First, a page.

Wednesday, December 30, 2009

Commentary on Opinions of APA Ethics Committee

The American Psychiatric Association recently published a long overdue compilation of opinions on the Principles of Medical Ethics with Annotations Especially Applicable to Psychiatry (2009 edition). While some opinions may reflect some needed reality testing and updating the committee has regrettably retained many archaic opinions (some more than 30 years old), and has omitted at least a few that might have added to the document.

The Opinions of the Ethics Committee on The Principles of Medical Ethics

Getting off on the wrong foot, the Forward explains that the document includes responses to questions about the seven Principles where I count nine "sections." I think we might do well to jettison the last two anyway. More on that later.

The ethics committee seems to have missed two facts about psychiatry and psychotherapy: First, many psychiatrists no longer do psychotherapy. Second, many of those who do psychotherapy do not claim to do psychoanalytic psychotherapy or to believe in psychoanalytic theory (Oh, sacrilege). This makes references to psychoanalytic terms like "counter-transference" and "transference" (I counted 6) quaint but archaic and inappropriate. These concepts serve no purpose in medication management, magnetic stimulation, or even CBT, becoming little more than euphemisms. Any attempt to impose an ethical principle based on these unproven constructs upon a psychiatrist outside the context of analytic/dynamic psychotherapy would itself be unethical and must be avoided. Psychiatrists should only be subjected to ethical principles relating to psychiatric practice in general.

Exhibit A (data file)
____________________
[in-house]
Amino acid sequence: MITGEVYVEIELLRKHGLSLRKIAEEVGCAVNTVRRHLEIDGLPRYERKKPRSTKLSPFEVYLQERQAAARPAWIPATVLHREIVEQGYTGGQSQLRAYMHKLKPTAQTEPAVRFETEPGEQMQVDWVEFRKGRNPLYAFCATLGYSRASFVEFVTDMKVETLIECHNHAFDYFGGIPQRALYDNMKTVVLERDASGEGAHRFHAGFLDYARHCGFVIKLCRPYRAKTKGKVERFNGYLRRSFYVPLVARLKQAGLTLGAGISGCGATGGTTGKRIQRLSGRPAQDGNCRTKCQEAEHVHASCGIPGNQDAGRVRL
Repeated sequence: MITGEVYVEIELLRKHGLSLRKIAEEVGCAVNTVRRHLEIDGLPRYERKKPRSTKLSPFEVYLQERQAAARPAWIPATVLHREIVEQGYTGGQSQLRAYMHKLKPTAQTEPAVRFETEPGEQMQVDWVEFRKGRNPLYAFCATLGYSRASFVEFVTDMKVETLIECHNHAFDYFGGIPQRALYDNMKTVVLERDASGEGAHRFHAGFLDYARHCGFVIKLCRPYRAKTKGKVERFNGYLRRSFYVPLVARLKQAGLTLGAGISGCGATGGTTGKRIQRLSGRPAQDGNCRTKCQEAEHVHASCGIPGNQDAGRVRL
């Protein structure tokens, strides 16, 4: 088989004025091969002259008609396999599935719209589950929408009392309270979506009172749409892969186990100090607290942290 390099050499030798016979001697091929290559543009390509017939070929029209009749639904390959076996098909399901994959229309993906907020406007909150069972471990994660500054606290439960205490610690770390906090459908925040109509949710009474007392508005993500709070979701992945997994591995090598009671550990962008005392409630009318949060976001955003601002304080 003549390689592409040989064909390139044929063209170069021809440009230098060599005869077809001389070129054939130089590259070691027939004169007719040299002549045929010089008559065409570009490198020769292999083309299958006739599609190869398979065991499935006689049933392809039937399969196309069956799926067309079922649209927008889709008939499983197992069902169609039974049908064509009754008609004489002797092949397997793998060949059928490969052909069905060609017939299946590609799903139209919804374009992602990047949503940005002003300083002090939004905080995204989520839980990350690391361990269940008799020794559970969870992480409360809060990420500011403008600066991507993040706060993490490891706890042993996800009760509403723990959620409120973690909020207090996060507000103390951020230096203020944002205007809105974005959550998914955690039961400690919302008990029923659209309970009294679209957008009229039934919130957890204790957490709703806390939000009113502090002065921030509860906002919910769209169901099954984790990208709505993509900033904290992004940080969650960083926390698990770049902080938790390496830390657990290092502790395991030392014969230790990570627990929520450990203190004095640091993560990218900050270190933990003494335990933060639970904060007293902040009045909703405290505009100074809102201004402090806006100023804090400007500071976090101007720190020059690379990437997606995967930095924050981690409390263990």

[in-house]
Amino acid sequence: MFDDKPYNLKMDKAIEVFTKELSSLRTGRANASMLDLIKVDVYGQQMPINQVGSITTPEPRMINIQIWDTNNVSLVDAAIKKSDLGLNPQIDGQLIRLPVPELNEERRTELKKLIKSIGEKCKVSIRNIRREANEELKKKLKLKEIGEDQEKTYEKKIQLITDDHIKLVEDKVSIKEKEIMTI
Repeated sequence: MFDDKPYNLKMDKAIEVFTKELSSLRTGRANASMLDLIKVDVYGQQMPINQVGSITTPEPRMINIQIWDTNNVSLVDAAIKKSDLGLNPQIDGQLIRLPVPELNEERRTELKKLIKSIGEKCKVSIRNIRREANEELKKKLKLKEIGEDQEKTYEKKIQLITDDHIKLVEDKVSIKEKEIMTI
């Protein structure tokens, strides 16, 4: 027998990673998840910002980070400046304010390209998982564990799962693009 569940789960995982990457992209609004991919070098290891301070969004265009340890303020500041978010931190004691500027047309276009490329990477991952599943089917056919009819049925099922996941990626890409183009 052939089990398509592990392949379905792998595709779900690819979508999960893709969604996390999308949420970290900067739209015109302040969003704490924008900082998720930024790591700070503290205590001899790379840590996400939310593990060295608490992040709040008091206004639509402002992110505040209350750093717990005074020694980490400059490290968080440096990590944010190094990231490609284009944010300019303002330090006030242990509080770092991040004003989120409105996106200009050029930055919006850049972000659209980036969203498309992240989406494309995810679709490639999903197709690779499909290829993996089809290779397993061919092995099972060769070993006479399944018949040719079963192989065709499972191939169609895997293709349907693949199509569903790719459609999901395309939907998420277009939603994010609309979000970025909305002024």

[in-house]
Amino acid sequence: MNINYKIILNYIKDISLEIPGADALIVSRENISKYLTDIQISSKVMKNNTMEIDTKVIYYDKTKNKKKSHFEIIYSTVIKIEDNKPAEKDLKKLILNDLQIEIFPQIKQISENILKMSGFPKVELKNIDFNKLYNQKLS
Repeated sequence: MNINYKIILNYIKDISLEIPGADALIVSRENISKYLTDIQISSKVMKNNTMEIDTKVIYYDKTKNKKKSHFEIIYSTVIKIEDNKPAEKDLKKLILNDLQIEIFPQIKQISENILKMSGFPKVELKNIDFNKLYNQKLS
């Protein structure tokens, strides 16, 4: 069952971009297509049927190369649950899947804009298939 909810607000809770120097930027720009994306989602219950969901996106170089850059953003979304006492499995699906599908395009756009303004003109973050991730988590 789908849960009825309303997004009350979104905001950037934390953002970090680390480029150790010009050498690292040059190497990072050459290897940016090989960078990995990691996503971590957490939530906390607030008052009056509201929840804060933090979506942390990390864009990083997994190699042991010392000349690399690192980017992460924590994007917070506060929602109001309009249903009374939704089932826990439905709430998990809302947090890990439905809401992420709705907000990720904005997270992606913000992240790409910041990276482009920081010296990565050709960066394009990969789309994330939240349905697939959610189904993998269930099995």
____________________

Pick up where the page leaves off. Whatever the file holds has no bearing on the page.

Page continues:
Let me attempt to translate some of these references to transference. Take the answer to A.1.a. (page 5) for example: "procedures do not activate transference distortions that preclude effective treatment" appears in a 1989 opinion about whether a psychiatrist can ethically perform vaginal exams or "lead" his (We were all men back then.) patients into sexual fantasies. I would like to advance the theory that transference distortions will not likely make olanzapine or paroxetine any less effective. But could it be that by "treatment" the committee really meant psychotherapy? And I must admit I would not know a transference distortion if one bit me in the superego.